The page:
Researchers have developed a new, simple scoring system that determined the severity of fibrosis in patients with hepatitis B virus genotype B or C infection and also positive for the hepatitis B e antigen, according to data published in Clinical Gastroenterology and Hepatology.
In a retrospective study, researchers sought to identify any associations between baseline variables with the severity of fibrosis in 710 patients from a phase 3 clinical trial, using multivariate logistic regression analyses. The researchers used significant variables to build two predictive scoring systems (PS1 and PS2) using optimal cut-off values. PS1 analyzed data on HBV genotype and compared genotypes B and C, patient age, level of hepatitis B surface antigen and alanine aminotransferase levels. In contrast, the PS2 scoring system analyzed data on age and level of HBsAg.
Researchers then worked to validate the final model using a similar patient cohort from a phase 4 clinical trial known as NEPTUNE (n = 465).
“Both studies included treatment-naive HBeAg-positive [chronic hepatitis B] patients with a HBV DNA level greater than 500,000 copies/mL or greater than 100,000 IU/mL, an ALT level of 1 to 10 times the upper limit of normal and biopsy-confirmed liver disease consistent with [chronic hepatitis B],” the researchers wrote.
Overall, the PS1 scoring system identified patients with low severity of fibrosis (F0 to F1) vs. moderate to severe patients with fibrosis (F2 to F4) with a specificity greater than 87% and a positive predictive value (PPV) greater than 75, according to the research. Additionally, PS1 identified patients with F0 to F2 to F2 to F4 fibrosis with a specificity of 95% and a PPV of 97%.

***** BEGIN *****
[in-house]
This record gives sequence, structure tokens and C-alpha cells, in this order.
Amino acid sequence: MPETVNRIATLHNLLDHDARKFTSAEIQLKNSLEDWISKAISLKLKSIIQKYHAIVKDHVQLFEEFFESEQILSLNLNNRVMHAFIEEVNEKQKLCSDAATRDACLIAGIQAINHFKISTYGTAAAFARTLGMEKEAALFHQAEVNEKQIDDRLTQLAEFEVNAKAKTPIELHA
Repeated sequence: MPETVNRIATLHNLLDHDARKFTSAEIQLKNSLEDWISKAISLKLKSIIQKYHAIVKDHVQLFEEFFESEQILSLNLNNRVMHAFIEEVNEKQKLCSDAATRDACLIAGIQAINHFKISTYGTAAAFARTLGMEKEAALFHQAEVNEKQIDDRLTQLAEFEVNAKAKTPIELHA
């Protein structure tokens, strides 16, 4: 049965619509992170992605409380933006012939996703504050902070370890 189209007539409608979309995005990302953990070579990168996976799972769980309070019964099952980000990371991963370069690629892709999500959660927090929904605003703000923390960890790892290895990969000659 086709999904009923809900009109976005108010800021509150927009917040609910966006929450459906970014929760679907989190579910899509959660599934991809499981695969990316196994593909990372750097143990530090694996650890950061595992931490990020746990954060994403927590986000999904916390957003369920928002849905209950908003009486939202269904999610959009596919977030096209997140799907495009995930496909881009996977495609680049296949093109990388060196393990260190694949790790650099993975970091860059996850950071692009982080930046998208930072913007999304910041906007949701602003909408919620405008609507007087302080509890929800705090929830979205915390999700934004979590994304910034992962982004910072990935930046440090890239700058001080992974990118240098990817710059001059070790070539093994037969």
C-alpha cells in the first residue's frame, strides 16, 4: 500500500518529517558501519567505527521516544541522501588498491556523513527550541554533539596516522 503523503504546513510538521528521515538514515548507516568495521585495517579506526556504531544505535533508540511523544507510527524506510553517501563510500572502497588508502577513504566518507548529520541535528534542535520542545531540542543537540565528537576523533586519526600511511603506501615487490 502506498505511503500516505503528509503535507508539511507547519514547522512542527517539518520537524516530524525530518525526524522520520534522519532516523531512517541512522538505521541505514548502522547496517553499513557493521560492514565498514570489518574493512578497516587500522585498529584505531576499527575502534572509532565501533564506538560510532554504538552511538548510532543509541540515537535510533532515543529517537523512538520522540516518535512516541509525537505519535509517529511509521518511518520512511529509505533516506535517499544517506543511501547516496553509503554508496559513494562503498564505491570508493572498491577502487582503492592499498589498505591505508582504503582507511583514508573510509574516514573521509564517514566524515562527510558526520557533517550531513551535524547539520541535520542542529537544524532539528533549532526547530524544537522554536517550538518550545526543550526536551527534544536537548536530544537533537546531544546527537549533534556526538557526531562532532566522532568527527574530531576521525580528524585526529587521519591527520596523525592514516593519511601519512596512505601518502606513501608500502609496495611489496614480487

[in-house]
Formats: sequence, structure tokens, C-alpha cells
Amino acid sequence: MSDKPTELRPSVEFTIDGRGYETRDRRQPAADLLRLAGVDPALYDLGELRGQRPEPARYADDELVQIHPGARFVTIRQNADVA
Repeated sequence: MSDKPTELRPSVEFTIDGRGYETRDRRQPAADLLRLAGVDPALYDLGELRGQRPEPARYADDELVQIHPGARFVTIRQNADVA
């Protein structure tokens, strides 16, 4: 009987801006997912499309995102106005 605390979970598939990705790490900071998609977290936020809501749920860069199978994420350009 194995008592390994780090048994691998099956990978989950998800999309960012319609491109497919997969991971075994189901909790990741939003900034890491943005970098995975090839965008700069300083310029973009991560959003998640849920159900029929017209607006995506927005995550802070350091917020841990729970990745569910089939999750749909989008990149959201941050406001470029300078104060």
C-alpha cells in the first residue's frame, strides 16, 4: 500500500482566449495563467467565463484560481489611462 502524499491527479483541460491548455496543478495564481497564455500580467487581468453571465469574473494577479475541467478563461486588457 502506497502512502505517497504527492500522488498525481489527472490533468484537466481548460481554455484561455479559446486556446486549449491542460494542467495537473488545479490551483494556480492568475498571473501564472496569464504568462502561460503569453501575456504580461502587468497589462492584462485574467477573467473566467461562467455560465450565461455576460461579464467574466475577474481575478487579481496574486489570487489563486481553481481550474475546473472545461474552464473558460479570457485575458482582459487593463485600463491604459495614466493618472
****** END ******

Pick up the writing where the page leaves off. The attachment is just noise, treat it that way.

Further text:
The PS1 scoring system was more accurate in identifying patients with F0 to F1 fibrosis with less than PS2. For PS2, the specificity and negative predictive value for F0 to F1 vs. F2 to F4 fibrosis was lower compared with PS1 (85.9% vs. 54.2% for the phase 3 and 88.5% vs. 49.2% for NEPTUNE, respectively). The sensitivity and PPV values for PS2 were also lower compared with PS1 (35.8% vs. 74.2% for the phase 3 and 25.4% vs. 73% for NEPTUNE cohorts, respectively), according to the research. However, the PS2 system did identify patients with F0 to F2 fibrosis with a very similar sensitivity and PPV.
“The use of this prediction score may help guide clinical decision making and potentially reduce the need for invasive liver biopsies in the management of a relevant proportion of patients with HBV genotype B- or C- associated [chronic hepatitis B],” the researchers wrote. “The high specificity of both prediction scores if applied to identify non-severe fibrosis limits the risk of overlooking patients with severe fibrosis. The noninvasive prediction score approach may be of particular benefit in low-resource settings.”